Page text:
Whoever said hindsight’s 20-20 was 100 per cent on the money.
When we’re in the giddy throes of our twenties, we’re on a reckless, emotional rollercoaster. In the adrenaline-fuelled highs we feel as though we’re unstoppable, then our stomach lurks as we’re flung to the complete extreme. We soar the sky and then swiftly sink into nauseous despair, wondering how we could have been so foolish. In our twenties, after a huge high, we often sink to dwell, stew and fret about how our error of judgement could have cost us everything. It can feel like we’ve ruined our lives forever.
In my twenties, I made the ultimate mistake. Or, at least, it felt that way at the time. I got married, it was a disaster and meant I was saddled with a divorce before I hit 30. Funnily enough, when I stood at the easel and crafted a vision of what my life would look like, a big, black D staring at me from the page was not what I drew. Cue tears and regret, followed by more tears. It was a hideous challenge to wrap my head around.
But you know what? Time ticked on. I looked again at the page on the easel where the big D had once stared back at me and I saw that it had morphed into a tree and actually sprouted some exciting shoots. It wasn’t all doom and gloom. Having overcome a huge hurdle, I felt a newfound confidence in myself that has stayed with me ever since. I had proven to myself that even when my rollercoaster ride took a lunge and came off its tracks, I didn’t injure myself forever. I didn’t stay down forever.
Much as it’s a cliché, it’s true that you have to fall down to know that no matter how tough things get, you’ll pick yourself up. As the saying goes, ‘Sometimes you fall down because there’s something down there you’re supposed to find’. In other words, you have to fail to succeed, and it’s only when you look back that you can see the whole picture.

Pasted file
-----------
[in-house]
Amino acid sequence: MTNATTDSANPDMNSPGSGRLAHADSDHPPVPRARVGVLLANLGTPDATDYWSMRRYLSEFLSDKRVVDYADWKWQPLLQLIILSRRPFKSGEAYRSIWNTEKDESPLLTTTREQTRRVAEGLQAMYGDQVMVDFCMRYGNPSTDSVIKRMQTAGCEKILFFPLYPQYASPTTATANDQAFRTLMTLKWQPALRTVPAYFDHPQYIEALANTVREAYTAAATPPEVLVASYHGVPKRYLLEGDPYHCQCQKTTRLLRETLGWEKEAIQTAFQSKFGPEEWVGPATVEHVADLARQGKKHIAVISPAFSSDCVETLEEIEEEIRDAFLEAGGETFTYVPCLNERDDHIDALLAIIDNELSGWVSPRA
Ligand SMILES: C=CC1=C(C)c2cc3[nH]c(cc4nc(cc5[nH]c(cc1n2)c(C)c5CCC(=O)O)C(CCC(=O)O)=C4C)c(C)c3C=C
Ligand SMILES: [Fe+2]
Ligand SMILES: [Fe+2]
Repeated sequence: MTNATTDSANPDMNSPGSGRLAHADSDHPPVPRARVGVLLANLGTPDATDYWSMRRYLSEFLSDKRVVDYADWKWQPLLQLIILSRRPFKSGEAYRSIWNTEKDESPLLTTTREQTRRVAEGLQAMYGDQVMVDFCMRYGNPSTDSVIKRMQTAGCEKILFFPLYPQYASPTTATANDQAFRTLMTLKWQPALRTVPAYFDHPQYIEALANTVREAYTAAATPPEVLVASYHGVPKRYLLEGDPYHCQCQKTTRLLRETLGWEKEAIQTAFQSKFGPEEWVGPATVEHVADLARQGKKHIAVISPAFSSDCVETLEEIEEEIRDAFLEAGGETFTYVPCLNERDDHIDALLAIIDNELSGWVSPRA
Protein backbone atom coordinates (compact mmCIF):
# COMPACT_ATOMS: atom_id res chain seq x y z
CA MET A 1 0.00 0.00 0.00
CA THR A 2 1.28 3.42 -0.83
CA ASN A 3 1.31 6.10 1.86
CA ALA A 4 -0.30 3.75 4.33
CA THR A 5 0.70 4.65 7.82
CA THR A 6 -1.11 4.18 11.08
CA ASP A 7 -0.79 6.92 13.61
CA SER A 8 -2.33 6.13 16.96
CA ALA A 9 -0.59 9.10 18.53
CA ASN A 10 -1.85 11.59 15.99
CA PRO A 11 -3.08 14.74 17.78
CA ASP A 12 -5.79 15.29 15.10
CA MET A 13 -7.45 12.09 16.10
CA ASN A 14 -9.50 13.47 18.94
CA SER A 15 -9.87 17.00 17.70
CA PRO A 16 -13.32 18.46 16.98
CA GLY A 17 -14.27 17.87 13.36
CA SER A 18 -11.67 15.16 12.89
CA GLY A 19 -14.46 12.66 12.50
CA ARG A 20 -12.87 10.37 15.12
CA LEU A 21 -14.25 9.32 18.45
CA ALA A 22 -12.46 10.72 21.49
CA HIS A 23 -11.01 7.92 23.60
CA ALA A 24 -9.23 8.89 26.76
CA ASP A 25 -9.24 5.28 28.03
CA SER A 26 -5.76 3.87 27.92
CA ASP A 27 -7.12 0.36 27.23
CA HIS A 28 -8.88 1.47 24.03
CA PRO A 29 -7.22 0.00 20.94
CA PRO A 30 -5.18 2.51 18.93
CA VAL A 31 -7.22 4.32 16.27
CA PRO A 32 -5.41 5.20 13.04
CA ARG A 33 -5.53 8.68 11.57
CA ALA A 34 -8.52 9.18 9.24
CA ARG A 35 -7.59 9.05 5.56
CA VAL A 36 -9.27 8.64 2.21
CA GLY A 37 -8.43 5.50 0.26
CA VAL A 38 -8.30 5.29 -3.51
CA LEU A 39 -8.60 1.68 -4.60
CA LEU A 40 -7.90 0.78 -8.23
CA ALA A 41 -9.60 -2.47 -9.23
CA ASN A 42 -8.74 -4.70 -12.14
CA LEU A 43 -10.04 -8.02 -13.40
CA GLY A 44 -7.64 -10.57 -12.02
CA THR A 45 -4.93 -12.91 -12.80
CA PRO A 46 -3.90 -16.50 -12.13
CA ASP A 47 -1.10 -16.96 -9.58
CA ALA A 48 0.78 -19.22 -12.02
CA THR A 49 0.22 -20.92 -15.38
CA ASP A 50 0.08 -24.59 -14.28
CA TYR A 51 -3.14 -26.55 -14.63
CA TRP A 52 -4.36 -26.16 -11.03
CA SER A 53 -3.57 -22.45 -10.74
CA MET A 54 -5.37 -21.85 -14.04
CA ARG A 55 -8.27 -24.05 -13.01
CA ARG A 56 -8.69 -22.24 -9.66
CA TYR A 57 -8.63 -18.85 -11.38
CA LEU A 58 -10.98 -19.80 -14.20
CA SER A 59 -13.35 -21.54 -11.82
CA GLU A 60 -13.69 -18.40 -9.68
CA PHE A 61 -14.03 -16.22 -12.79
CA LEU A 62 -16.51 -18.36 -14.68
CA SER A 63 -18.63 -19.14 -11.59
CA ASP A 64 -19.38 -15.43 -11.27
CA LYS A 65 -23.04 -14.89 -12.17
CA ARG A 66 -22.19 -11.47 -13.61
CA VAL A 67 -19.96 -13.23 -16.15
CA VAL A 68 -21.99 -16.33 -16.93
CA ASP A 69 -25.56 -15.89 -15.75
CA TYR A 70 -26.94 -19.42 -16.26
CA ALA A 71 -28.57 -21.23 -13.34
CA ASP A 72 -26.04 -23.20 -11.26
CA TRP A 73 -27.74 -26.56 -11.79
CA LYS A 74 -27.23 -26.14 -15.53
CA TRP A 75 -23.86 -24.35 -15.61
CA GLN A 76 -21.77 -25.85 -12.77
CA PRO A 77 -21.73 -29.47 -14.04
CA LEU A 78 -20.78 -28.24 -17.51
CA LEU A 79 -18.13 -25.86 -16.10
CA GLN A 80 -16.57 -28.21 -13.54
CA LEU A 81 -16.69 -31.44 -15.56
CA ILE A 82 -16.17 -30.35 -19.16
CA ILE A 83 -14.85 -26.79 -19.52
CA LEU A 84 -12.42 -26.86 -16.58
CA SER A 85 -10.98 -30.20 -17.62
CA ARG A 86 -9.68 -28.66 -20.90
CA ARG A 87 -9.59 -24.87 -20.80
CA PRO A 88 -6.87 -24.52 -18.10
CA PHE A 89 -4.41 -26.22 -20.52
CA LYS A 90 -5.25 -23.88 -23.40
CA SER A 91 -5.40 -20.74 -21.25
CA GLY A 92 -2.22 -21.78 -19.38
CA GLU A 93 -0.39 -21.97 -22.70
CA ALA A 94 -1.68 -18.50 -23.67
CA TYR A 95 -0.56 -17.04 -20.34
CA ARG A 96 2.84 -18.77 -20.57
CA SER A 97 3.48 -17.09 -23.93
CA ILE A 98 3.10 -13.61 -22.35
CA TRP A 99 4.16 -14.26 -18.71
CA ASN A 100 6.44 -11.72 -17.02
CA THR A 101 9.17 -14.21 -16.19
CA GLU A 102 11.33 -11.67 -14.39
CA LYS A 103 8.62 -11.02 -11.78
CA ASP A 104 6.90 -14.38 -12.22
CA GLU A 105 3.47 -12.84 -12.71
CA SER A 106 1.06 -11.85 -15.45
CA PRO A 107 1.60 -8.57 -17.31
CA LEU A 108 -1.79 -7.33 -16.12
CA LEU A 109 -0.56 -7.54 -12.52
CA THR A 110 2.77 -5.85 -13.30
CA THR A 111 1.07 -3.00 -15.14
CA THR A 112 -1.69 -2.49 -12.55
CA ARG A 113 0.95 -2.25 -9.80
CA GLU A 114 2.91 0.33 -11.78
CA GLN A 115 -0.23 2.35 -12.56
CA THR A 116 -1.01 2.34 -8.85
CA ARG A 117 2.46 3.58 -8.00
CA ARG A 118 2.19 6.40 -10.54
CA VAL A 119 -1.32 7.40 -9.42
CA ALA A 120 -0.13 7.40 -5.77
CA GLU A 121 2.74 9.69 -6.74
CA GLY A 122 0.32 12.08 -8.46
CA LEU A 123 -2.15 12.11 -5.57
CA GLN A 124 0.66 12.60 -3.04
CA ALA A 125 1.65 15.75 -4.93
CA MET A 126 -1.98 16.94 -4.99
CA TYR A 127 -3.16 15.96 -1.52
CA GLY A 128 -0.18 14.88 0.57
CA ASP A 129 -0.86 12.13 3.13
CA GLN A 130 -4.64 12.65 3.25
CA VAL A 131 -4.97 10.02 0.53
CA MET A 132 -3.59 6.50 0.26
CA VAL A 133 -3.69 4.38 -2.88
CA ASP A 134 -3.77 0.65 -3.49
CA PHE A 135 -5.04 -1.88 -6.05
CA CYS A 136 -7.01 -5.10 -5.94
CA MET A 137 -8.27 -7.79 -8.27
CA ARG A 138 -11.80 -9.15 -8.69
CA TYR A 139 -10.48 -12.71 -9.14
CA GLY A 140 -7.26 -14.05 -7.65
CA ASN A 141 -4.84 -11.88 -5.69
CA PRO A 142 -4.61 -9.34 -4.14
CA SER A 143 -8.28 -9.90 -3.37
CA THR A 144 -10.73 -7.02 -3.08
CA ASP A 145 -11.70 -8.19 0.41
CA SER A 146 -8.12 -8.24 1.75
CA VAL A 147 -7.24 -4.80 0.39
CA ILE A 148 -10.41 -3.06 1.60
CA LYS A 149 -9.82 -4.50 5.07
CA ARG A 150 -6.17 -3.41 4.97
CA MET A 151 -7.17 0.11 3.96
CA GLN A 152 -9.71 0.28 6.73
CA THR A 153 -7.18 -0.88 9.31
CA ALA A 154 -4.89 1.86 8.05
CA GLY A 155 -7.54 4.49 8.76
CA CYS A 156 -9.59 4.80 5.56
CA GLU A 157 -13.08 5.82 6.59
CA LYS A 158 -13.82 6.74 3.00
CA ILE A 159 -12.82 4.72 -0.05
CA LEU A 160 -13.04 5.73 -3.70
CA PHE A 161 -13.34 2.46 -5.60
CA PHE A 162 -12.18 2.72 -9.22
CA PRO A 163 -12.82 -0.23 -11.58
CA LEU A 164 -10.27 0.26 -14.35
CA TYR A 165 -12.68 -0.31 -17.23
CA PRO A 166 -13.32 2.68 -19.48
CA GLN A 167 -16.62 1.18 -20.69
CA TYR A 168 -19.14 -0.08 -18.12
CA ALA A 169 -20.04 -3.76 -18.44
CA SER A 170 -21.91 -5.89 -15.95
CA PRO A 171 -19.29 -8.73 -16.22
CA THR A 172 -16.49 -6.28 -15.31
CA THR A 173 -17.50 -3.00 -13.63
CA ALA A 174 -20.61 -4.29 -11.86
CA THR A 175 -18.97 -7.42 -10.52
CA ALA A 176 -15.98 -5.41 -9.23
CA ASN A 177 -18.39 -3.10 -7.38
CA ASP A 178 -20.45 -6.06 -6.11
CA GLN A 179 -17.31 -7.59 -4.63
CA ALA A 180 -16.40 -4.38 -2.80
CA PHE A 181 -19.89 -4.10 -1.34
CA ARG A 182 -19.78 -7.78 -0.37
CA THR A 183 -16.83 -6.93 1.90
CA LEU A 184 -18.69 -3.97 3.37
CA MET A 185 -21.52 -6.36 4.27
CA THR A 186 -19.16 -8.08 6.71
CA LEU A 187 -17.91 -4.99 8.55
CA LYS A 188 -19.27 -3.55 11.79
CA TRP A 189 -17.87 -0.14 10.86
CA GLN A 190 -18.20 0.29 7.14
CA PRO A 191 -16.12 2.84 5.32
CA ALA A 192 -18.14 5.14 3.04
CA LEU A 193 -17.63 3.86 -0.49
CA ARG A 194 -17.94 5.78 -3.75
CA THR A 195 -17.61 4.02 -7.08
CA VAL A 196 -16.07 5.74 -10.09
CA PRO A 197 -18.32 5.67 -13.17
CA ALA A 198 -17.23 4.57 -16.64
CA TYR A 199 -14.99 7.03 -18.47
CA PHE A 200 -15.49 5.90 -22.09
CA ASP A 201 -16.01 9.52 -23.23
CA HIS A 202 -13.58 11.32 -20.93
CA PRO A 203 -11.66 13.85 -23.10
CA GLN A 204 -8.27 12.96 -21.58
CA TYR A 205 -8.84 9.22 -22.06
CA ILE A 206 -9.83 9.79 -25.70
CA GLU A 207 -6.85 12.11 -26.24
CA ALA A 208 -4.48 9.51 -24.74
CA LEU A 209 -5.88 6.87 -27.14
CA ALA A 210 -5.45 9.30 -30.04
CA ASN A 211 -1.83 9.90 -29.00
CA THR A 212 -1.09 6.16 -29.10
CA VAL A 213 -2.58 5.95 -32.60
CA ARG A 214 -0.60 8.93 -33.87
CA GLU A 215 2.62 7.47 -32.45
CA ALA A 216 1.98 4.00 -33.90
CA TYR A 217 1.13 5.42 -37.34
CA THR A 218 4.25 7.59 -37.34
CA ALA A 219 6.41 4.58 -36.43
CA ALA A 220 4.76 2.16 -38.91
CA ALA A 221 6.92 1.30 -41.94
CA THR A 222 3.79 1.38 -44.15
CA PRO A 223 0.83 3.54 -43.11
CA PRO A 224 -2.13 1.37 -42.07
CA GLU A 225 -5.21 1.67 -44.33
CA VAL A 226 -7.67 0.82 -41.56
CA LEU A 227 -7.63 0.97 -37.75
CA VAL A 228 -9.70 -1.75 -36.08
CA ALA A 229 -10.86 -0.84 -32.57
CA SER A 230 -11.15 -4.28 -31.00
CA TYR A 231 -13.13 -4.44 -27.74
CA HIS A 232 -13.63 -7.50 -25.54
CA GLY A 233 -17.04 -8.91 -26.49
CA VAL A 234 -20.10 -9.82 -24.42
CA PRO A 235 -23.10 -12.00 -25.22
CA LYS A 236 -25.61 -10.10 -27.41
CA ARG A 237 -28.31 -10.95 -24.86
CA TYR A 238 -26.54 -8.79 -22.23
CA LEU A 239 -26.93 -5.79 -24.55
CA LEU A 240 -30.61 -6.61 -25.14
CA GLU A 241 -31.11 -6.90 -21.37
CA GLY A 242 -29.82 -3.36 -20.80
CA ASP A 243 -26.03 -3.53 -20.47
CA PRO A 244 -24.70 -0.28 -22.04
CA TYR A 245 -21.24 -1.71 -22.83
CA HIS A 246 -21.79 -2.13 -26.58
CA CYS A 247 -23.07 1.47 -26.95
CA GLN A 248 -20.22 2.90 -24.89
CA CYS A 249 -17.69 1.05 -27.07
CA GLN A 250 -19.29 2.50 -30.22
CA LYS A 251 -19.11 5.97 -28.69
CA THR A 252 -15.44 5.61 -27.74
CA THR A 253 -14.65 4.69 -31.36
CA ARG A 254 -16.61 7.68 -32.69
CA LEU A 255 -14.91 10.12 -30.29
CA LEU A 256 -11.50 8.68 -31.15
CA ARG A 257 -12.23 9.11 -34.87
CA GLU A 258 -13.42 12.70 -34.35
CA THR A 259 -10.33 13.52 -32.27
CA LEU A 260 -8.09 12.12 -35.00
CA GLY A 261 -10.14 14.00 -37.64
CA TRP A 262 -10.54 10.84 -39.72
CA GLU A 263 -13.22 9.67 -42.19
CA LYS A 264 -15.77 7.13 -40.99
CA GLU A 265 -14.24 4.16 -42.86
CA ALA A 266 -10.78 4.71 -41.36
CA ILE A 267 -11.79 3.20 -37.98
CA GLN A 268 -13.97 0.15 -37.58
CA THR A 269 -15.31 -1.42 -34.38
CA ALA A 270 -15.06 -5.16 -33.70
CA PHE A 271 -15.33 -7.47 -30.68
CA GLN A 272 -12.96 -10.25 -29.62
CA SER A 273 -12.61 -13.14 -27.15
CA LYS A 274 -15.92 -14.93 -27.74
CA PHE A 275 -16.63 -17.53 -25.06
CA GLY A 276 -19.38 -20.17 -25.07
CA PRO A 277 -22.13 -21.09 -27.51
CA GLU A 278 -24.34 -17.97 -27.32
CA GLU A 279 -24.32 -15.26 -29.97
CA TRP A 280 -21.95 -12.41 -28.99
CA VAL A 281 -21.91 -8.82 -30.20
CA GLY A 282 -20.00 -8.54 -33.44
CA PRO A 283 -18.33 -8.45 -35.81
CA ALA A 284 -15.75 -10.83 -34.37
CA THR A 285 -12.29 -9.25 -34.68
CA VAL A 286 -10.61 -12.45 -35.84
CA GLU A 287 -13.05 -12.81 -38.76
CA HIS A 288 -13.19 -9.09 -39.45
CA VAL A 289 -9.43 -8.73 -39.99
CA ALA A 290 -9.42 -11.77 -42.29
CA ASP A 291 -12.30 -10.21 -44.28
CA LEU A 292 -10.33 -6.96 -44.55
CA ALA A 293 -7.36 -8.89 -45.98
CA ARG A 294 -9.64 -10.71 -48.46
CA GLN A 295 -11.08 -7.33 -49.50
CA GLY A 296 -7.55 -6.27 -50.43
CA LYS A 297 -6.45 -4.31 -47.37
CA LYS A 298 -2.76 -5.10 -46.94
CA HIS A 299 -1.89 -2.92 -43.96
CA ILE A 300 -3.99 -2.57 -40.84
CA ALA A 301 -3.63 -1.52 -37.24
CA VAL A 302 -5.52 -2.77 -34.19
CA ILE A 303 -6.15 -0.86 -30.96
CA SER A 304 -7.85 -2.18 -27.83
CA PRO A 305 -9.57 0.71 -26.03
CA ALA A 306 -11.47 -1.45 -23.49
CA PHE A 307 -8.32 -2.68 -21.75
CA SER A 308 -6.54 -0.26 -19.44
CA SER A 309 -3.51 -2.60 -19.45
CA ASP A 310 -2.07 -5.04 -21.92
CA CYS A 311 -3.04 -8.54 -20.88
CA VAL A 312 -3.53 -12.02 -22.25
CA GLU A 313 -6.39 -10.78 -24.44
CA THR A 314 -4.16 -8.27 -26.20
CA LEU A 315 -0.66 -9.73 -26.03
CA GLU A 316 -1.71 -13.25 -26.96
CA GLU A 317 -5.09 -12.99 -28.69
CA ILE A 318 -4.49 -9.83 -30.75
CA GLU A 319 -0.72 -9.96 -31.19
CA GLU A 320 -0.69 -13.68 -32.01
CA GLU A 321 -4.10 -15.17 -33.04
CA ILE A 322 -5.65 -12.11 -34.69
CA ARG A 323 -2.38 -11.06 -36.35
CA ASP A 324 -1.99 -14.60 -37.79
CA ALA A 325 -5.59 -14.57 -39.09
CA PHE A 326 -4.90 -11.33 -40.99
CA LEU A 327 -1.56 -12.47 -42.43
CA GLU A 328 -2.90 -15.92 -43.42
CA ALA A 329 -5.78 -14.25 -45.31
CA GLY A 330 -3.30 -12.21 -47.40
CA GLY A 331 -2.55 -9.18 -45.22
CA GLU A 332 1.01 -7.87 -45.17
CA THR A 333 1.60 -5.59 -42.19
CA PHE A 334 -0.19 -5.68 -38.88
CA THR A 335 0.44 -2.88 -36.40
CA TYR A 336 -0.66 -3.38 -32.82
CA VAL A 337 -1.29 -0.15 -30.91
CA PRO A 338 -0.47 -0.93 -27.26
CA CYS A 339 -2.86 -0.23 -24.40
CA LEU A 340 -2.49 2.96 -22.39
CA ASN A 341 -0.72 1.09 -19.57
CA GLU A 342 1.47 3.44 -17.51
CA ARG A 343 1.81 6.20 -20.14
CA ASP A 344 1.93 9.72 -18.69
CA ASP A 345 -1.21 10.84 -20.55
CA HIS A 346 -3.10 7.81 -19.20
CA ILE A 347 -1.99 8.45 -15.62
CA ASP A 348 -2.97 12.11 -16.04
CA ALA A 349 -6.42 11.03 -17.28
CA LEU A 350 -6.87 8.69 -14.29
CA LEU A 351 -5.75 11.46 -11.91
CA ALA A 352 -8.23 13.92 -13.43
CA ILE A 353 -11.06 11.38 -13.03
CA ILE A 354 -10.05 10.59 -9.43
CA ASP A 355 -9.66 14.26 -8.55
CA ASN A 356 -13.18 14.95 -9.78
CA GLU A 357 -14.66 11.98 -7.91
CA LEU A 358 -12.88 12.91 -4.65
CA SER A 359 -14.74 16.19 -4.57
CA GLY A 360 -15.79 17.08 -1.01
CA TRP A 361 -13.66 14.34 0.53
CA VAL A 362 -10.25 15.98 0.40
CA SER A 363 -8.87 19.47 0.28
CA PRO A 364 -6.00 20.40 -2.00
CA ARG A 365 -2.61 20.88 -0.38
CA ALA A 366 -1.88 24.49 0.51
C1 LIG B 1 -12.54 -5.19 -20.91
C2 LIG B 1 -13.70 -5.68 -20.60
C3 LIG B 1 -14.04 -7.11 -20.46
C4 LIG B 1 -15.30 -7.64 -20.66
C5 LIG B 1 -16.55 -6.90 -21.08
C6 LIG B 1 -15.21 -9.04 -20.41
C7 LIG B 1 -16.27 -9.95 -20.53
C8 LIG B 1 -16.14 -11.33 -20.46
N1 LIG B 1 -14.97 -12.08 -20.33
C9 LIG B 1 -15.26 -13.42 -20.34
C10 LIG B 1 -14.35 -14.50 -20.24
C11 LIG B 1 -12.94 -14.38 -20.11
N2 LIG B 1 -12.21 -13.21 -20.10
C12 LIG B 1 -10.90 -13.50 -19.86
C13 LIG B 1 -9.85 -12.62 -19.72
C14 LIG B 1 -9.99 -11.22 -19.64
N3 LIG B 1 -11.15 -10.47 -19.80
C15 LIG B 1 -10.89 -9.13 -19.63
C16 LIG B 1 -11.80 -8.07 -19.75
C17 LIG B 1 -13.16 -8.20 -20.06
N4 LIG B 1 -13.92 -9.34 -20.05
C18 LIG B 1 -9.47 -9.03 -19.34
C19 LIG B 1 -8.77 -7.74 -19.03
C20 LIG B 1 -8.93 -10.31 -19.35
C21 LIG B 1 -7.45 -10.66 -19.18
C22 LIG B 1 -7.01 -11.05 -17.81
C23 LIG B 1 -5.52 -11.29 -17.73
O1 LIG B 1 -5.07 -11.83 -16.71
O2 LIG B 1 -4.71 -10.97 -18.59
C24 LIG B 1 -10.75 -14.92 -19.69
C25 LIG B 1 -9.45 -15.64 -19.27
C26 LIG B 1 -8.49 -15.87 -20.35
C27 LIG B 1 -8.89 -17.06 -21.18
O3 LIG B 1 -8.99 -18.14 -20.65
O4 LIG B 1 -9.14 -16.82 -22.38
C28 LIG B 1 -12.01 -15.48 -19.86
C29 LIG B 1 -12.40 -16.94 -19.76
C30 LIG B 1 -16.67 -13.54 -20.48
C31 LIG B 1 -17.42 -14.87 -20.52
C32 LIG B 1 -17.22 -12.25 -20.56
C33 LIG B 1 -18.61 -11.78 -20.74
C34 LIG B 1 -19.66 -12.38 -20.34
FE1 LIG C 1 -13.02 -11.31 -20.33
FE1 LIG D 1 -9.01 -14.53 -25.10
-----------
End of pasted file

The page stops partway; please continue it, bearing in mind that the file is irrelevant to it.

In your twenties you should try as much as you can (that is legal). Try it, tick it off your to-do list and file what you enjoyed into a pile marked ‘will do again’. You can throw the rest in the trash. It’s the decade to work out who you are, what you like, what makes you tick and what ticks you off. You can afford to make mistakes because you’re young enough to get away with it – try using that excuse further down the track and you’ll be met with raised eyebrows that scream ‘you’re too old for that’.
Rather than zooming through the to-do list of life’s crucial choices that seriously impact your future – like your career, marriage and babies – slow down. Take tiny twenties steps, take risks and throw yourself into a decade that’s all about you. Everything else can wait!
Your twenties is a time to walk around in a T-shirt plastered with the words of Albert Einstein: “Anyone who has never made a mistake has never tried anything new.”
And on your coffee table you may want to leave a copy of Financial Times columnist Tim Harford’s book Adapt: Why Success Always Starts With Failure. Find a Post-it note and mark the page on which he writes “Few of our failures are fatal” because, on reflection when years have ticked by, you’ll see that slipping up in your twenties isn’t the end of the world.
Images via tumblr.com.
Comment: What do you regret not doing in your twenties?